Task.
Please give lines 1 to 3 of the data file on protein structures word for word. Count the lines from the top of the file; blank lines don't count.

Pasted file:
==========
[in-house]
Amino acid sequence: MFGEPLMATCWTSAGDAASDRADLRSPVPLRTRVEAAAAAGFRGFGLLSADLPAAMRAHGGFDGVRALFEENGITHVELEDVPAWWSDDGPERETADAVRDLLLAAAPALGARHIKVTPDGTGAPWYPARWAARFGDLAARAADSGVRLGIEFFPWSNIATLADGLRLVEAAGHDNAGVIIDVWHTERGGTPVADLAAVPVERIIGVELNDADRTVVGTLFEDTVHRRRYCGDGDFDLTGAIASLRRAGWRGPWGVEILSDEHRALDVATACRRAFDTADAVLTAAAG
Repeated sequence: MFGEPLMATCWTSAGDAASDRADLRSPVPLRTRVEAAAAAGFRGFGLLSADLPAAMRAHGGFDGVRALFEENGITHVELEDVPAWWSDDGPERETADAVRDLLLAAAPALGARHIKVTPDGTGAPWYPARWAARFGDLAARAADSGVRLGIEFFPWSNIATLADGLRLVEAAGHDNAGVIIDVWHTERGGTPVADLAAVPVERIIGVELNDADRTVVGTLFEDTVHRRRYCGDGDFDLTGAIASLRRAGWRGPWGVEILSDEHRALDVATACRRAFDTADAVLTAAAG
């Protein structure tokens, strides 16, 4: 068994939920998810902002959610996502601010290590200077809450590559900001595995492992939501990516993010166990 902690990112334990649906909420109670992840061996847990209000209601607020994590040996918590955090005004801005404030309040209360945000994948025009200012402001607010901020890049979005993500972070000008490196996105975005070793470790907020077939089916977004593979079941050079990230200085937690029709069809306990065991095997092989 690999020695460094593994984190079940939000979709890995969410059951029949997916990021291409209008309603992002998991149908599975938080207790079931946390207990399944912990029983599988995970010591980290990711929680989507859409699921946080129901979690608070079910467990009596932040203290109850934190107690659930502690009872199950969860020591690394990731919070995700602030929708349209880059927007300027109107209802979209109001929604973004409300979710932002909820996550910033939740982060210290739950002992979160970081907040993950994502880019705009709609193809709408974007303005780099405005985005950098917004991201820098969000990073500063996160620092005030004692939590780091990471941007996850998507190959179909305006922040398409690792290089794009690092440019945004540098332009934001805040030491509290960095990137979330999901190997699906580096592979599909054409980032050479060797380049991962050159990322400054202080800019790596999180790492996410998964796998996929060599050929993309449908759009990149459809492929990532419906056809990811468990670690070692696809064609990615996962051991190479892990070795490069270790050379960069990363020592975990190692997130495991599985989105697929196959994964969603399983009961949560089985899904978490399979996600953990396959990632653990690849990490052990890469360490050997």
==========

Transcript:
[in-house]
Amino acid sequence: MFGEPLMATCWTSAGDAASDRADLRSPVPLRTRVEAAAAAGFRGFGLLSADLPAAMRAHGGFDGVRALFEENGITHVELEDVPAWWSDDGPERETADAVRDLLLAAAPALGARHIKVTPDGTGAPWYPARWAARFGDLAARAADSGVRLGIEFFPWSNIATLADGLRLVEAAGHDNAGVIIDVWHTERGGTPVADLAAVPVERIIGVELNDADRTVVGTLFEDTVHRRRYCGDGDFDLTGAIASLRRAGWRGPWGVEILSDEHRALDVATACRRAFDTADAVLTAAAG
Repeated sequence: MFGEPLMATCWTSAGDAASDRADLRSPVPLRTRVEAAAAAGFRGFGLLSADLPAAMRAHGGFDGVRALFEENGITHVELEDVPAWWSDDGPERETADAVRDLLLAAAPALGARHIKVTPDGTGAPWYPARWAARFGDLAARAADSGVRLGIEFFPWSNIATLADGLRLVEAAGHDNAGVIIDVWHTERGGTPVADLAAVPVERIIGVELNDADRTVVGTLFEDTVHRRRYCGDGDFDLTGAIASLRRAGWRGPWGVEILSDEHRALDVATACRRAFDTADAVLTAAAG